The document said: “As more people return to work, there will be more movement outside people’s immediate household. This increased mobility means the government is now advising that people should aim to wear a face covering in enclosed spaces where social distancing is not always possible and they come into contact with others that they do not normally meet, for example on public transport or in some shops.”
    • Mingling With Other Households

    According to the guidelines, people would be allowed to meet one person from other households outside and while observing social distancing.

    Should new cases lower further, the government would review whether households could merge groups to reduce the social impact on single households.

    • Back to School Rules

    PM Johnson said in his speech that primary school students may be able to return to school by 1 June "at the earliest" but such efforts would depend on monitoring new coronavirus cases.

    But the news contrasts Wales, with First Minister Drakeford stating that Welsh schools would not open in June.

    Dr Mary Bousted, Joint General Secretary of the National Education Union (NEU), also slammed Downing Street's proposal as "reckless".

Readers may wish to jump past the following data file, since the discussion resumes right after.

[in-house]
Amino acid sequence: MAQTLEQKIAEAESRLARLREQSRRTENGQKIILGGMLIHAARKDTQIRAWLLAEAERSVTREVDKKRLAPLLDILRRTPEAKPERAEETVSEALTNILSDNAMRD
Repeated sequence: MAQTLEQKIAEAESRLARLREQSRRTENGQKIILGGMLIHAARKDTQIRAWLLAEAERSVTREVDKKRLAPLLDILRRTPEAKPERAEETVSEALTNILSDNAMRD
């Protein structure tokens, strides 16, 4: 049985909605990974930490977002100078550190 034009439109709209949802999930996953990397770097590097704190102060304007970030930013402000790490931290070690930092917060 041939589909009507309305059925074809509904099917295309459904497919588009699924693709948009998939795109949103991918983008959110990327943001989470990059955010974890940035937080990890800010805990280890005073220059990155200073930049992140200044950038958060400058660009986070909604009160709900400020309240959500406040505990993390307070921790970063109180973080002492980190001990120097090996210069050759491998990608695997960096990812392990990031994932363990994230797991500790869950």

“We think that the announcement by the Government that schools may reopen from June 1 with reception and years 1 and 6 is nothing short of reckless. Coronavirus continues to ravage communities in the UK and the rate of Covid-19 infection is still far too great for the wider opening of our schools," she said in a statement.

    School closures were the "single most effective" way to stop the spread of the virus, Dr Bousted said, citing a University of East Anglia study.

    • Shopping Under COVID-19

    Non-essential retail could reopen "when and where it is safe to do so", with retailers subject to the new guidelines and a further time frame over the next few phases, according to the document.

    Wales stated that garden centres would reopen with social distancing rules, with further plans to reopen libraries and recycling centres.

    The news comes after a British Retail Consortium report found on Wednesday that sales had plunged 19.1 percent in April, or the worst recorded drop in sales since the organisation began monitoring the industry in January 1995.

    • Getting Back to Work

    Those unable to work from home will be encouraged to return to work on Wednesday, with the government urging residents to avoid taking public transport due to limitations in social distancing.

    Motorists can drive to work under the new guidelines, but workers are also being urged to travel to work by bike and working from home as much as possible.

    News of the ease in restrictions come after the UK reported on Wednesday nearly 228,000 cases and with over 32,000 deaths, the highest fatality rate in Europe, according to figures from the John Hopkins University of Medicine.